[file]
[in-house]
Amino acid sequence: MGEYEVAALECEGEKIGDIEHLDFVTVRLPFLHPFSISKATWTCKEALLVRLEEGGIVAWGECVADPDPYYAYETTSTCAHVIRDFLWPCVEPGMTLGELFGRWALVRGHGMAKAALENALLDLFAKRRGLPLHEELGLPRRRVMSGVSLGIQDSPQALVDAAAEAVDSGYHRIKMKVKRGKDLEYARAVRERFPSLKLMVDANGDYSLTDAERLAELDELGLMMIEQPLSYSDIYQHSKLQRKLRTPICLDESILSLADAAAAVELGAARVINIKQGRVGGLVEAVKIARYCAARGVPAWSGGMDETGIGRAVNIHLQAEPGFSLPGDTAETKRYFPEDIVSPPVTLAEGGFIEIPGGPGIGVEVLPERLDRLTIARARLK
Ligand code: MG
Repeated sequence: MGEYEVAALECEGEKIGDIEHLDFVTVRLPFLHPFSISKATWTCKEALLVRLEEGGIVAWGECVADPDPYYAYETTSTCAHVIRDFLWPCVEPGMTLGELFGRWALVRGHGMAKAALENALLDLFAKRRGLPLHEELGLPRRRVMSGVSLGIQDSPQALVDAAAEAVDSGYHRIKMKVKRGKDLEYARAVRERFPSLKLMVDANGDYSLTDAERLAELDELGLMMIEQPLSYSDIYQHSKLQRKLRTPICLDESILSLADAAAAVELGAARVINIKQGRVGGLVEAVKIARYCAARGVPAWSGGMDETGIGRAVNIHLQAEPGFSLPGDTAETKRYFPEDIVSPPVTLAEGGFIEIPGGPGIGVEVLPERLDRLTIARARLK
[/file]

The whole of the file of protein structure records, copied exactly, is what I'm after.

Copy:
[in-house]
Amino acid sequence: MGEYEVAALECEGEKIGDIEHLDFVTVRLPFLHPFSISKATWTCKEALLVRLEEGGIVAWGECVADPDPYYAYETTSTCAHVIRDFLWPCVEPGMTLGELFGRWALVRGHGMAKAALENALLDLFAKRRGLPLHEELGLPRRRVMSGVSLGIQDSPQALVDAAAEAVDSGYHRIKMKVKRGKDLEYARAVRERFPSLKLMVDANGDYSLTDAERLAELDELGLMMIEQPLSYSDIYQHSKLQRKLRTPICLDESILSLADAAAAVELGAARVINIKQGRVGGLVEAVKIARYCAARGVPAWSGGMDETGIGRAVNIHLQAEPGFSLPGDTAETKRYFPEDIVSPPVTLAEGGFIEIPGGPGIGVEVLPERLDRLTIARARLK
Ligand code: MG
Repeated sequence: MGEYEVAALECEGEKIGDIEHLDFVTVRLPFLHPFSISKATWTCKEALLVRLEEGGIVAWGECVADPDPYYAYETTSTCAHVIRDFLWPCVEPGMTLGELFGRWALVRGHGMAKAALENALLDLFAKRRGLPLHEELGLPRRRVMSGVSLGIQDSPQALVDAAAEAVDSGYHRIKMKVKRGKDLEYARAVRERFPSLKLMVDANGDYSLTDAERLAELDELGLMMIEQPLSYSDIYQHSKLQRKLRTPICLDESILSLADAAAAVELGAARVINIKQGRVGGLVEAVKIARYCAARGVPAWSGGMDETGIGRAVNIHLQAEPGFSLPGDTAETKRYFPEDIVSPPVTLAEGGFIEIPGGPGIGVEVLPERLDRLTIARARLK